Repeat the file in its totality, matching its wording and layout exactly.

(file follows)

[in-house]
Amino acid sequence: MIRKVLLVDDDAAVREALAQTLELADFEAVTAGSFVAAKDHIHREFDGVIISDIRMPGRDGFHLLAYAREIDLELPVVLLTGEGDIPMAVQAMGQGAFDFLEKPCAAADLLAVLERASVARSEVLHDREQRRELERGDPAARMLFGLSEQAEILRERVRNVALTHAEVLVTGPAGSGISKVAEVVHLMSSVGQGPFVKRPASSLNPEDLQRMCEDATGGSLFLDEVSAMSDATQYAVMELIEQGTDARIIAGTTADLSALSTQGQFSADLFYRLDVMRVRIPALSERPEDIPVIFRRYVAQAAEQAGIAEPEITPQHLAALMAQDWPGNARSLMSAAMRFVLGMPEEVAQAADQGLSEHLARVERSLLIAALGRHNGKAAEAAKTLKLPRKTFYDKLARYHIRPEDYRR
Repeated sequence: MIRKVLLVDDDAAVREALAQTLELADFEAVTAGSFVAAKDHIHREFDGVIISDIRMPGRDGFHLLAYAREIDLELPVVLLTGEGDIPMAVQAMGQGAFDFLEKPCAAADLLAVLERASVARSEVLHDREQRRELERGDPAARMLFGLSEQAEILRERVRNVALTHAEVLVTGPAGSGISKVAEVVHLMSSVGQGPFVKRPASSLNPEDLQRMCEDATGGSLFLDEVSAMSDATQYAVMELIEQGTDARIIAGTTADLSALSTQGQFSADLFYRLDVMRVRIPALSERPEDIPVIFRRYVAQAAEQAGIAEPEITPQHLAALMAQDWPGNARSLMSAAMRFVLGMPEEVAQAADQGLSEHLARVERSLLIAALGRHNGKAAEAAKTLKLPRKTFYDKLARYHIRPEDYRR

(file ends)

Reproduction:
[in-house]
Amino acid sequence: MIRKVLLVDDDAAVREALAQTLELADFEAVTAGSFVAAKDHIHREFDGVIISDIRMPGRDGFHLLAYAREIDLELPVVLLTGEGDIPMAVQAMGQGAFDFLEKPCAAADLLAVLERASVARSEVLHDREQRRELERGDPAARMLFGLSEQAEILRERVRNVALTHAEVLVTGPAGSGISKVAEVVHLMSSVGQGPFVKRPASSLNPEDLQRMCEDATGGSLFLDEVSAMSDATQYAVMELIEQGTDARIIAGTTADLSALSTQGQFSADLFYRLDVMRVRIPALSERPEDIPVIFRRYVAQAAEQAGIAEPEITPQHLAALMAQDWPGNARSLMSAAMRFVLGMPEEVAQAADQGLSEHLARVERSLLIAALGRHNGKAAEAAKTLKLPRKTFYDKLARYHIRPEDYRR
Repeated sequence: MIRKVLLVDDDAAVREALAQTLELADFEAVTAGSFVAAKDHIHREFDGVIISDIRMPGRDGFHLLAYAREIDLELPVVLLTGEGDIPMAVQAMGQGAFDFLEKPCAAADLLAVLERASVARSEVLHDREQRRELERGDPAARMLFGLSEQAEILRERVRNVALTHAEVLVTGPAGSGISKVAEVVHLMSSVGQGPFVKRPASSLNPEDLQRMCEDATGGSLFLDEVSAMSDATQYAVMELIEQGTDARIIAGTTADLSALSTQGQFSADLFYRLDVMRVRIPALSERPEDIPVIFRRYVAQAAEQAGIAEPEITPQHLAALMAQDWPGNARSLMSAAMRFVLGMPEEVAQAADQGLSEHLARVERSLLIAALGRHNGKAAEAAKTLKLPRKTFYDKLARYHIRPEDYRR